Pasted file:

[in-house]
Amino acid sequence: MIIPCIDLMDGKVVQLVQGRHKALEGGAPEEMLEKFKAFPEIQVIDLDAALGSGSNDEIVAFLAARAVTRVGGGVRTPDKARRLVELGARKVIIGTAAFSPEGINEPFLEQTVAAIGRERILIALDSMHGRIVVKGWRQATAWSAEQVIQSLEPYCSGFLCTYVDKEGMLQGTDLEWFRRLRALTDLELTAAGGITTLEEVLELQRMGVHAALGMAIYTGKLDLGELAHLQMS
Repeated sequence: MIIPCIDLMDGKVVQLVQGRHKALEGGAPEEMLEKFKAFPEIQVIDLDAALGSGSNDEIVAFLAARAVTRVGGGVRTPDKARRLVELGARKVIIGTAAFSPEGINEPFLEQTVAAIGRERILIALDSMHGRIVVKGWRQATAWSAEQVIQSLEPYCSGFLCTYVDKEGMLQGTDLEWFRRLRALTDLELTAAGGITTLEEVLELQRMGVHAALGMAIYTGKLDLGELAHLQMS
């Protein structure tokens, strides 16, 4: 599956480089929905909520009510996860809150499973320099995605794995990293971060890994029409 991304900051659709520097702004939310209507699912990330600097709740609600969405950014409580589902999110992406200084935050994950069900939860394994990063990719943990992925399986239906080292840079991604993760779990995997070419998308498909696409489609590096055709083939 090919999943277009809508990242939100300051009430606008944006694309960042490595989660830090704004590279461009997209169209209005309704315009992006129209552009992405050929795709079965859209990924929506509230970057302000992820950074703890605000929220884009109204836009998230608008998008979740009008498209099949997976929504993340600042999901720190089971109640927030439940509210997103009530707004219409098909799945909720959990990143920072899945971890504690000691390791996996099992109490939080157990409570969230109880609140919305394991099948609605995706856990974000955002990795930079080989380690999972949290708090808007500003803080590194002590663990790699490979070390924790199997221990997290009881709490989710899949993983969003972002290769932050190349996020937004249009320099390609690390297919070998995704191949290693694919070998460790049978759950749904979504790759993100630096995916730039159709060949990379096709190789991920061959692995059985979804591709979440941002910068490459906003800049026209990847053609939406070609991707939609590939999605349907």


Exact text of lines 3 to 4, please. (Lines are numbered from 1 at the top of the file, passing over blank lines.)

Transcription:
Repeated sequence: MIIPCIDLMDGKVVQLVQGRHKALEGGAPEEMLEKFKAFPEIQVIDLDAALGSGSNDEIVAFLAARAVTRVGGGVRTPDKARRLVELGARKVIIGTAAFSPEGINEPFLEQTVAAIGRERILIALDSMHGRIVVKGWRQATAWSAEQVIQSLEPYCSGFLCTYVDKEGMLQGTDLEWFRRLRALTDLELTAAGGITTLEEVLELQRMGVHAALGMAIYTGKLDLGELAHLQMS
């Protein structure tokens, strides 16, 4: 599956480089929905909520009510996860809150499973320099995605794995990293971060890994029409 991304900051659709520097702004939310209507699912990330600097709740609600969405950014409580589902999110992406200084935050994950069900939860394994990063990719943990992925399986239906080292840079991604993760779990995997070419998308498909696409489609590096055709083939 090919999943277009809508990242939100300051009430606008944006694309960042490595989660830090704004590279461009997209169209209005309704315009992006129209552009992405050929795709079965859209990924929506509230970057302000992820950074703890605000929220884009109204836009998230608008998008979740009008498209099949997976929504993340600042999901720190089971109640927030439940509210997103009530707004219409098909799945909720959990990143920072899945971890504690000691390791996996099992109490939080157990409570969230109880609140919305394991099948609605995706856990974000955002990795930079080989380690999972949290708090808007500003803080590194002590663990790699490979070390924790199997221990997290009881709490989710899949993983969003972002290769932050190349996020937004249009320099390609690390297919070998995704191949290693694919070998460790049978759950749904979504790759993100630096995916730039159709060949990379096709190789991920061959692995059985979804591709979440941002910068490459906003800049026209990847053609939406070609991707939609590939999605349907």